On Tuesday I tuned into a webinar hosted by Tim Ash of SiteTurners and Oli Gardner of Unbounce. These gentlemen are experts in conversion rate optimization, and have a very impressive portfolio of happy clients. That said, I was stoked to listen in and pick up some tips. Tim jumped right into it by listing the most critical components that make up successful B2B landing pages:
- Appearance. It didn’t come to a surprise to me when Tim pointed out that the design of a website reflects the personality, competence, and relevancy of the brand.
- Clear calls to action. When pages are too cluttered with text or links, it’s difficult for users to know where to move next.
- Less info requested. Forms are a must on landing pages (almost always), but if you require too many fields to be filled in, customers might bounce, especially if the information is a bit too personal for a white paper download (e.g. sex, age, or address). Limit the number of hoops a visitor is required to jump through and you will see a greater number of conversions.
- Less text. The way we read on the web is completely different; we scan! That’s why this post is broken up into short sections, each with a bolded phrase. We know you’re not going to read much more than that.
- Trust symbols. In B2B, as Tim said, reputation matters. In order to show that your company is capable to handle the visitor’s needs, showcase your qualifications. This can be achieved through client logos, awards received, certifications, and testimonials.
Tim and Oli then started to live-review a few real landing pages that other webinar attendees had previously submitted. It was pretty cool to see what immediately stood out to these fellas as problematic.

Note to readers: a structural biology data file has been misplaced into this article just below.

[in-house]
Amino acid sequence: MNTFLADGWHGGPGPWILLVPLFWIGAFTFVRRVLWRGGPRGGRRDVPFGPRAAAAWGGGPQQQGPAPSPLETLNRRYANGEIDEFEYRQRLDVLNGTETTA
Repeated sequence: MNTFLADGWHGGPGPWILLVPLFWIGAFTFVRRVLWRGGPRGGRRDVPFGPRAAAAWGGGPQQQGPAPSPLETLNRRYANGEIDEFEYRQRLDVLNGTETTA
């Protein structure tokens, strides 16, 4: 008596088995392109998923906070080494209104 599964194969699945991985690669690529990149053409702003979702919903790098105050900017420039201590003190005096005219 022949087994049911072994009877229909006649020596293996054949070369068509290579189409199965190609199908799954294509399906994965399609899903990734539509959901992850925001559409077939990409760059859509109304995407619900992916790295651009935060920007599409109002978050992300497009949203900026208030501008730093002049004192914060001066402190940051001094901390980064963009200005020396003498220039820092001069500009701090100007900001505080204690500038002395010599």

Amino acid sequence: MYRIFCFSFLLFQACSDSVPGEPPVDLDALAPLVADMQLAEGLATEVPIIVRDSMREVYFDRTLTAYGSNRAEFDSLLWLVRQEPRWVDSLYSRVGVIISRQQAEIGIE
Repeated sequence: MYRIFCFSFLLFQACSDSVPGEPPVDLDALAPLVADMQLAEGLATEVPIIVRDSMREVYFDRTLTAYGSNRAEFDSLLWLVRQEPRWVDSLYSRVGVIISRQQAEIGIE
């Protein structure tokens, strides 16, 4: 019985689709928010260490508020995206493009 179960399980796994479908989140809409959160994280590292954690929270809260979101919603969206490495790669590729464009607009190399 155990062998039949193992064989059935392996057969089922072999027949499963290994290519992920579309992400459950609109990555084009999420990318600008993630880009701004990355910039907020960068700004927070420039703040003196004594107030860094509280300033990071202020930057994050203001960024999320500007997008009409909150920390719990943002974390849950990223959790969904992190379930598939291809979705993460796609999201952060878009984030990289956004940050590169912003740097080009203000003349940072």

Landing page #1:
- Not specific enough. The menu bar is likely to pull visitors out of the conversion funnel.
- No contact form. There is no way for the company to collect data.
- Video takes up too much real estate. Tim mentioned that because the video doesn’t show the product being used, it is a waste of precious above-the-fold space.
- Testimonial is ineffective. Because the client quote bleeds below the fold, it just looks like a bunch of text. Testimonials belong further down on the page. A better practice would be the use of badges, which convey trust instantly.
Landing page #2:
- Lengthy headline. Oli pointed out that the headline was too long; it should be broken up into a headline and sub-headling.
- Too text-heavy. No one is going to take the effort to read all of the text.
- Ineffective form. See how there is no background around the form? It just blends into the background, which is a mistake. There should be some sort of box or contrasting background to constrain the form. Also, the fields extend below the fold, making it appear endless. The unnecessary fields probably deter users from completing the CTA.
Landing page #3:
- Generic speak. The headline is too vague; customers don’t understand what is actually being sold. Also, it’s located awkwardly to the side and then repeated below the header, which is a waste of valuable real estate.
- Mystery company. Customers get that it’s a marketing company, but a tagline below the logo would further explain what this brand does.
- Terrible images. As someone who absolutely resents stock photography, I was very relieved to hear Tim and Oli comment on the horrible choices this company made. Stock photography (which Tim calls business porn,) reduces trust because it fails to separate your brand from the thousands of other generic brands that use images of (carefully-diversified) high-fiving men and women.
- Floating form. Like the previous landing page, the form here needs to be constrained within a box.
If you ever have a chance to attend a webinar by Tim Ash, I highly recommend it; it’s great seeing real-life examples of what-not-to-do in a landing page. Sometimes these realizations can be harsh, but it’s also encouraging when they reinforce what you already know. For more best practices, check out our earlier blog post about landing pages.